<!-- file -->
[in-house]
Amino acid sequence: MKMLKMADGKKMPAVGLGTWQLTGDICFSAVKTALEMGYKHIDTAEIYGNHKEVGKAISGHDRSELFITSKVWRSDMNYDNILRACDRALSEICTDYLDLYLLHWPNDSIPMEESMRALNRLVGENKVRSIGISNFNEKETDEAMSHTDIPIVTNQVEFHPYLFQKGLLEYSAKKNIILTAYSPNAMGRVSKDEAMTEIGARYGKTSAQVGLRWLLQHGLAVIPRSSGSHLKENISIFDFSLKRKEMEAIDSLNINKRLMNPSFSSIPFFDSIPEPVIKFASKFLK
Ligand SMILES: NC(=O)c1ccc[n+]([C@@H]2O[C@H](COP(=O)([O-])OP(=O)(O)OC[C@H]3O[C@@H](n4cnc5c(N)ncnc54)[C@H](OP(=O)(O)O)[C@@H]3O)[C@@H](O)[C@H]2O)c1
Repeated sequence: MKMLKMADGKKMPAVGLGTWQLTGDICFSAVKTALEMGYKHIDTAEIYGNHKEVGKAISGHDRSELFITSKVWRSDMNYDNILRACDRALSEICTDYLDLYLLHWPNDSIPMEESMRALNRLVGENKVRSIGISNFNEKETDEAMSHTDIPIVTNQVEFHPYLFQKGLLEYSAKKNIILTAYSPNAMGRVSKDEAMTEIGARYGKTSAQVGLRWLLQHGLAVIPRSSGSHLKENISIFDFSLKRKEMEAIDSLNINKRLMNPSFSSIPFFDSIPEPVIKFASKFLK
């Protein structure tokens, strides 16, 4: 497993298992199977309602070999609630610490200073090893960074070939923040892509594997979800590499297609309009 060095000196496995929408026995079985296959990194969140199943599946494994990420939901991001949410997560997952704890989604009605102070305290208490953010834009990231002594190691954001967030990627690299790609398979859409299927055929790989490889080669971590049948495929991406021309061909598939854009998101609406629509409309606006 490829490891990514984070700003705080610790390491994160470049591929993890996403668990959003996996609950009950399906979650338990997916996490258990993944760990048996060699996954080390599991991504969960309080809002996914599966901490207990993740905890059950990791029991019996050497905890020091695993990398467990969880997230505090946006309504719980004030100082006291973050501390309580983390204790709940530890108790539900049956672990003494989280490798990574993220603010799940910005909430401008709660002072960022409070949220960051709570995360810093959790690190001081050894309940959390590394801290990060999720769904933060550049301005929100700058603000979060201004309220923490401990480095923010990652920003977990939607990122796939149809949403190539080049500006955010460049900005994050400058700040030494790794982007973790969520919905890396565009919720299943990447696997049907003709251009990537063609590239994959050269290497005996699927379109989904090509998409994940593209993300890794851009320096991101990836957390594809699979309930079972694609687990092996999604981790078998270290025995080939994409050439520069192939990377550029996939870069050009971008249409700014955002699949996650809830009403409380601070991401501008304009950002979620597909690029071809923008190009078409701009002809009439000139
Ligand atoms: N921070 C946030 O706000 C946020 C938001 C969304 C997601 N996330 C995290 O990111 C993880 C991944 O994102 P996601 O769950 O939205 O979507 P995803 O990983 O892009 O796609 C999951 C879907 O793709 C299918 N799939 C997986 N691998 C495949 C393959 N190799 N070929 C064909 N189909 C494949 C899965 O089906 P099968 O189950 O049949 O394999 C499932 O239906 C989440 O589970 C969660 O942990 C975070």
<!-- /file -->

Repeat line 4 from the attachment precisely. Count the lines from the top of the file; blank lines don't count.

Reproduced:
Repeated sequence: MKMLKMADGKKMPAVGLGTWQLTGDICFSAVKTALEMGYKHIDTAEIYGNHKEVGKAISGHDRSELFITSKVWRSDMNYDNILRACDRALSEICTDYLDLYLLHWPNDSIPMEESMRALNRLVGENKVRSIGISNFNEKETDEAMSHTDIPIVTNQVEFHPYLFQKGLLEYSAKKNIILTAYSPNAMGRVSKDEAMTEIGARYGKTSAQVGLRWLLQHGLAVIPRSSGSHLKENISIFDFSLKRKEMEAIDSLNINKRLMNPSFSSIPFFDSIPEPVIKFASKFLK